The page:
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CHAO v. HOCHULI

January 22, 2003

ELAINE L. CHAO, SECRETARY OF LABOR, UNITED STATES DEPARTMENT OF LABOR, PLAINTIFF,
v.
JOHN HOCHULI, JR., ESTATE OF GUSTAV LENGENFELDER; AND DIAMOND MANUFACTURING CORPORATION PROFIT SHARING PLAN, DEFENDANTS. JOHN HOCHULI, JR., THIRD PARTY PLAINTIFF, V. DENNIS SCOTT MAIR AND DENNIS SCOTT MAIR ACTUARIAL SERVICES, LTD., THIRD PARTY DEFENDANTS. ESTATE OF GUSTAV LENGENFELDER THIRD PARTY PLAINTIFF, V. DENNIS SCOTT MAIR AND DENNIS SCOTT MAIR ACTUARIAL SERVICES, LTD., THIRD PARTY DEFENDANTS.



The opinion of the court was delivered by: Platt, District Judge.

MEMORANDUM AND ORDER

This action arises under the Employee Retirement Income Act of 1974 ("ERISA") as amended 29 U.S.C. § 1001 et seq., and is brought by the Secretary of Labor, Elaine L. Chao (the "Secretary"), pursuant to ERISA §§ 502(a)(2) and (5), 29 U.S.C. § 1132(a)(2), (5), to obtain relief for alleged breaches of fiduciary duty under ERISA § 409, 29 U.S.C. § 1109.

Presently before this Court is the Secretary's motion for summary judgment pursuant to Rule 56 of the Federal Rules of Civil Procedure. In their briefs, defendants do not contest that the money transfers at issue violated ERISA. Defendant John Hochuli, Jr. ("Hochuli") only opposes the requested equitable relief of restitution and an accounting. The Estate of Gustav Lengenfelder ("Lengenfelder") contends that it should not be held liable as a fiduciary or co-fiduciary of the pension plan and also opposes the remedy of restitution.

For the reasons set forth below, the Secretary's Motion is granted. Defendants are jointly and severally liable for and shall pay the sum of $480,000 plus prejudgment interest. Defendant Hochuli is permanently enjoined from further service as a fiduciary or service provider to any employee benefit plan and is ordered to provide an accounting of plan assets.

BACKGROUND

A. Factual Background

The Diamond Manufacturing Corporation Profit Sharing Plan (the "Plan") was an employee benefit plan established to provide benefits to employees of the Diamond Manufacturing Corporation (the "Corporation"). According to Plan documents, Hochuli and Lengenfelder were the trustees of the Plan. (Pl. 56.1 Stmt. ¶¶ 4, 5.) Hochuli and Lengenfelder were also each 50% owners and officers of the Corporation. (Pl. 56.1 Stmt. ¶¶ 6, 7.) Hochuli does not dispute that he was a fiduciary of the Plan.

Between December 26, 1991, and June 29, 1993, $480,000 was transferred from the Plan to the Corporation. According to promissory notes executed by the defendants, the transfers were documented as unsecured loans. (Pl. 56.1 Stmt., Exs. GN.) The Secretary contends that the transfers were used to pay back a bank loan owed by the corporation. Hochuli contends that the money was used to pay the customary and ordinary expenses of the Corporation, including the salaries of the Plan participants.

Lengenfelder has stipulated, through counsel, that his signature is present on seven of the eleven checks, which amounted to $255, 000. (Pl. 56.1 Stmt., Ex. 0.) Lengenfelder further agrees that the transfers were prohibited transactions under ERISA. (Illmensee Decl. ¶ 5.) The Corporation is now defunct and has no assets.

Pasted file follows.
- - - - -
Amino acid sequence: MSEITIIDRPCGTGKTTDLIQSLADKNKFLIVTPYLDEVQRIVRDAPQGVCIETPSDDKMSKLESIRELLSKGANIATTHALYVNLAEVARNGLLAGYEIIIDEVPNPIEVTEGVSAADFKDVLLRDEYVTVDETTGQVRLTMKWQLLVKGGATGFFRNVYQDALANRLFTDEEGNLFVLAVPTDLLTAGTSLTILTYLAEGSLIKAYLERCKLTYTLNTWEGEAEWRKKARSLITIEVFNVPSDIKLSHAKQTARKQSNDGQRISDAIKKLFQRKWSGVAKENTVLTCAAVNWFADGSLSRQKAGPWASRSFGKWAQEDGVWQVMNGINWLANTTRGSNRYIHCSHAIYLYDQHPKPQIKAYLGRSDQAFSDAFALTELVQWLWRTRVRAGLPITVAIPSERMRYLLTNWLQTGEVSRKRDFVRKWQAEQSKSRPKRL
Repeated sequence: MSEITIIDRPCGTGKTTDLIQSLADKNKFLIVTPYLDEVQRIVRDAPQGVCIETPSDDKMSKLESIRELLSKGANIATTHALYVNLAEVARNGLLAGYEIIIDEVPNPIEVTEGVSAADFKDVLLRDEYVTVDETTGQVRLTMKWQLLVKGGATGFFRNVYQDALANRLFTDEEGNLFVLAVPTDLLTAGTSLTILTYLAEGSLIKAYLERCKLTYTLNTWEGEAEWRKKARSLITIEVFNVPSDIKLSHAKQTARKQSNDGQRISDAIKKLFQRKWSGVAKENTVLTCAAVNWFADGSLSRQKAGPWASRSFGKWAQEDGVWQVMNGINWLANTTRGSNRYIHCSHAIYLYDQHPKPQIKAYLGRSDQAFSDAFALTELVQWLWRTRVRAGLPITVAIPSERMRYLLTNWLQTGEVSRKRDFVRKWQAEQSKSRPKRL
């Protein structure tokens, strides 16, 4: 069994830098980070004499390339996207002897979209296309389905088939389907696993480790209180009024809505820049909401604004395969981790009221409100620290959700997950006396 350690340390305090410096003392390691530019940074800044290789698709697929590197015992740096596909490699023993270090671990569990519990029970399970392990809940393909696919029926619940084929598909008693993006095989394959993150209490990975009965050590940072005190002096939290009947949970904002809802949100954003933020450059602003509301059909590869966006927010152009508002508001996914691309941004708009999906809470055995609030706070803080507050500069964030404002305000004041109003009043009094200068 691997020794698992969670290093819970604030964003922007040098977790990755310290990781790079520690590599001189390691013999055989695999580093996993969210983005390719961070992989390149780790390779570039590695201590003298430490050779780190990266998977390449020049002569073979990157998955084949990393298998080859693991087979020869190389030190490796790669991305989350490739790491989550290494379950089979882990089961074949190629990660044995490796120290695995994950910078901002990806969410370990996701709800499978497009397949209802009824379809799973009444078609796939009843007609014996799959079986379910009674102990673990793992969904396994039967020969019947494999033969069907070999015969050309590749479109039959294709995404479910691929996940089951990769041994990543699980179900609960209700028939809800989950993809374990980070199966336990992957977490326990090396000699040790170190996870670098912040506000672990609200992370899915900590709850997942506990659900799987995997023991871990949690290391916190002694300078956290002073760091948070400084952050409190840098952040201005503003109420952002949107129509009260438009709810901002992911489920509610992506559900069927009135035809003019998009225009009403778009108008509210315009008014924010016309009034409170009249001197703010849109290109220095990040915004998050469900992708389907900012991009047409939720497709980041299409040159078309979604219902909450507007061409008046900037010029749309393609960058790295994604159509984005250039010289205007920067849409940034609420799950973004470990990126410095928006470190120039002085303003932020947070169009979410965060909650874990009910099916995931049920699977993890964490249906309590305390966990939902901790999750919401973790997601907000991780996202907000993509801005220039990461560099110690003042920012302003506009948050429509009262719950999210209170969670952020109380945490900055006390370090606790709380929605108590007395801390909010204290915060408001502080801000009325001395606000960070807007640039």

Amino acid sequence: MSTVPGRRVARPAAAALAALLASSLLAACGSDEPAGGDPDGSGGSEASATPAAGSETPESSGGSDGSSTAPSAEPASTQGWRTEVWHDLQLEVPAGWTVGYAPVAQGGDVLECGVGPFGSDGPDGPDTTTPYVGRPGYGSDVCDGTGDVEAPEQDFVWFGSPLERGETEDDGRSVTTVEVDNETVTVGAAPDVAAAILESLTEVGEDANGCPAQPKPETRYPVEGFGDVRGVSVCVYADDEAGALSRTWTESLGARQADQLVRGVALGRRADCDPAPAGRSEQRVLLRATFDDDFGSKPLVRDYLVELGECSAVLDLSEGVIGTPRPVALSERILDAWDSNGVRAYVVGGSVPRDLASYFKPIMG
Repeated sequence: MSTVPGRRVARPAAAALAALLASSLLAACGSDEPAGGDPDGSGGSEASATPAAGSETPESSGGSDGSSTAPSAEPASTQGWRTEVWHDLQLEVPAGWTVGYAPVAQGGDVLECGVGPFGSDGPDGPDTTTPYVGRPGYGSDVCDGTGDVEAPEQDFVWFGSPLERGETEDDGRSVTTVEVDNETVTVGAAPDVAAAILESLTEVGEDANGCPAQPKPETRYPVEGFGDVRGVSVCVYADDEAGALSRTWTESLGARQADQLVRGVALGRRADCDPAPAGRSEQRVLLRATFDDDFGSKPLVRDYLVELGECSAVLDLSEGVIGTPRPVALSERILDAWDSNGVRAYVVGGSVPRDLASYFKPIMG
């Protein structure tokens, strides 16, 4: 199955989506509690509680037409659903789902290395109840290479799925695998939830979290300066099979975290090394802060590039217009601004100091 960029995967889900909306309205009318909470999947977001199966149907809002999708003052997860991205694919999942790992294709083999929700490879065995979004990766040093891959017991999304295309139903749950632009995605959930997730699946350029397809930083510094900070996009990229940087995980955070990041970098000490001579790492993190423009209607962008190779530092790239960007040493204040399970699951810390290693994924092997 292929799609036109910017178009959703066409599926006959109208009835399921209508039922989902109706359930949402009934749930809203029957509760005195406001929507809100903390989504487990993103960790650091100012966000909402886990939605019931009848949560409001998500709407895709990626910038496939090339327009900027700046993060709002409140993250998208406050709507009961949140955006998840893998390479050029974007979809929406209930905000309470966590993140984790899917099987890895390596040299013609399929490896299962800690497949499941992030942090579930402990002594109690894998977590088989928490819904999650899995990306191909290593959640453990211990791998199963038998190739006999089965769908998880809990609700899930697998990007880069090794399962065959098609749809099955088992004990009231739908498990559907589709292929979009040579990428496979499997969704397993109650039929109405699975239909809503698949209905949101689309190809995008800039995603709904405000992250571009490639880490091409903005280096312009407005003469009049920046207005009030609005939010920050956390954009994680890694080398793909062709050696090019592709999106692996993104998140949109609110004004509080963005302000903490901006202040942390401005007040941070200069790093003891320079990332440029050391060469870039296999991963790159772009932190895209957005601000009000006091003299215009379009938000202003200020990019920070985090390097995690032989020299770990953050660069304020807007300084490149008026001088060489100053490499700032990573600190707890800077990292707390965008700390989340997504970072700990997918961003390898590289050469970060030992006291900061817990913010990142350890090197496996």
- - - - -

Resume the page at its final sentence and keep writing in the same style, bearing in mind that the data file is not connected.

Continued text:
Hochuli has submitted a letter dated September 14, 1998, in which he states that he is resigning as a trustee of the Plan. (Hochuli 56.1 Stmt., Ex. C.)

B. Procedural History

The Secretary commenced this lawsuit by filing a Complaint on December 24, 1997. Defendants subsequently answered and each defendant filed a Third-Party Complaint against Dennis Scott Mair,("Mair"), who provided legal advice to Hochuli and the Plan. Mair answered Hochuli's Third-Party Complaint on April 13, 1998, and Lengenfelder's Third-Party Complaint on June 5, 1998.

On March 10, 1999, Hochuli moved this Court for a protective order to prevent being compelled to testify based on the Fifth Amendment privilege. Magistrate Judge Vicktor Pohorelsky denied Hochuli's motion, but ruled that Hochuli could assert his Fifth Amendment privilege in response to specific questions that might tend to incriminate him.

Lengenfelder died on July, 7, 2001. The Estate of Lengenfelder argued that it should not be substituted for Mr. Lengenfelder due to defective service of process. On April 17, 2002, Magistrate Judge Wall issued a Report and Recommendation stating that the Estate of Lengenfelder had waived any defense based on defective service. This recommendation was adopted as an Order of this Court on June 24, 2002, and the Estate of Lengenfelder was substituted as a defendant in this action.

The Secretary now brings this Motion. The Motion seeks an Order of this Court ordering restitution to restore with appropriate interest the monies taken from the Plan. The Secretary further requests the equitable relief of an accounting and an injunction barring Hochuli from serving as a fiduciary or service in any ERISA plan.

Lengenfelder's Estate argues that it should not be held liable as a fiduciary or co-fiduciary of the Plan since Lengenfelder did not actively participate in the management of the Plan. Due to Lengenfelder's recent death, the only form of relief available to the Secretary is restitution.

Hochuli does not oppose the Secretary's request for an injunction barring him from an ERISA Plan fiduciary and has already stated that he has already resigned his position as a fiduciary of the Plan by letter dated September 14, 1998. Hochuli does contest the accounting to the extent it requires him to give testimony or make statements on the grounds that he has already turned over every document in his possession and that he should not be compelled to testify because it would violate his Fifth Amendment ...


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